Manning's Cafeterias

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Manning's Cafeterias was a chain of about 40 cafeteria-style restaurants in nine western U.S. states. The chain started in Seattle's Pike Place Market in 1908; that location became Lowell's in 1957 and is still in operation. Another one in Ballard, a suburb of Seattle, was constructed in 1964 in the futuristic Googie architectural style (of which the Seattle Space Needle is a famous example), reopened as a Denny's in 1984 and was designated a City of Seattle Landmark by the Landmarks Preservation Board on February 20, 2008.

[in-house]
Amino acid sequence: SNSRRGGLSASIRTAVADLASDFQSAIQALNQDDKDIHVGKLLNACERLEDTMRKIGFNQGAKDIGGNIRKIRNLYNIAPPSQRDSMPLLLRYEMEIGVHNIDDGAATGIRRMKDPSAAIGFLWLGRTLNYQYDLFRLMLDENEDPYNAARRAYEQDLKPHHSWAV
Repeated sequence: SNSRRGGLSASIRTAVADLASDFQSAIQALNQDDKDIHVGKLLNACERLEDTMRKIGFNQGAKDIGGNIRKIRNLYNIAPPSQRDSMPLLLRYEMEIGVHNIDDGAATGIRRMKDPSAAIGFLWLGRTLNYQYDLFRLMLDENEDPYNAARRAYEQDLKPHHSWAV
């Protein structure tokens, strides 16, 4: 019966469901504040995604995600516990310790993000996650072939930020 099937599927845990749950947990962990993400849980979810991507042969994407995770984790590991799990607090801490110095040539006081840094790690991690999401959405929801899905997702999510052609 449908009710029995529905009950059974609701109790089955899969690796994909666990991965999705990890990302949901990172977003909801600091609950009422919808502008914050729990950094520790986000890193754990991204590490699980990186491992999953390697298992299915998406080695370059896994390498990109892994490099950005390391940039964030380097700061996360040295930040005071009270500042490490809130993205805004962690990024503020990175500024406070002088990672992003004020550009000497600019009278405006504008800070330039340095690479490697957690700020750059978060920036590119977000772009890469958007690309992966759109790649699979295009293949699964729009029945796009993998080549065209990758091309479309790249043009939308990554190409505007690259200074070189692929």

When the Ballard Manning’s opened in November 1964, a Seattle Times article appeared with the title: “Manning’s New Restaurant Called ‘Taj Mahal of Ballard.’” The new restaurant had an unconventional and distinctive appearance prompting the article’s writer to state: “The newest addition to the firm is the new Manning’s restaurant in Ballard. Sometimes referred to as the ‘Taj Mahal of Ballard,’ because of its delightful and colorful architecture….” Other articles described it as a “longhouse,” referring to its resemblance to a particular type of Old Norse dwelling. This flamboyant mix of sources was calculated to attract attention. The building was declared a Seattle Historical Landmark by the Landmarks Preservation Board in February, 2008.[1] The status was appealed by the owner, Benaroya Companies, who wanted to demolish the historic structure.[2] Just three months after it was declared an Historic Landmark, the Landmarks Preservations Board reversed it decision,[3] the City of Seattle issued a demolition permit,[4] and the building was demolished on June 24, 2008.[5]


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